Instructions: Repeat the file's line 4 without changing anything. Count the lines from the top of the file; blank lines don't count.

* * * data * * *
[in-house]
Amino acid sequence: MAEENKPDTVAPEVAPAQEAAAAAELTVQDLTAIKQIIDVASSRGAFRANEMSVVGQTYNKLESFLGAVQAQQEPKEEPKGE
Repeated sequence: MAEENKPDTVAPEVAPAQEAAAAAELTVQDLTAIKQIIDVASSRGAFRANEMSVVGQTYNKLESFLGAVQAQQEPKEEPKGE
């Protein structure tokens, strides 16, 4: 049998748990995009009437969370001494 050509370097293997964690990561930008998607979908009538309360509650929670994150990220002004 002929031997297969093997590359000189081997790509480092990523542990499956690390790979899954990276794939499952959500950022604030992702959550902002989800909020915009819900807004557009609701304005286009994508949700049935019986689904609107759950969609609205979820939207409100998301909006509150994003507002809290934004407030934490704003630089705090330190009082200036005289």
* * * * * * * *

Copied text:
């Protein structure tokens, strides 16, 4: 049998748990995009009437969370001494 050509370097293997964690990561930008998607979908009538309360509650929670994150990220002004 002929031997297969093997590359000189081997790509480092990523542990499956690390790979899954990276794939499952959500950022604030992702959550902002989800909020915009819900807004557009609701304005286009994508949700049935019986689904609107759950969609609205979820939207409100998301909006509150994003507002809290934004407030934490704003630089705090330190009082200036005289």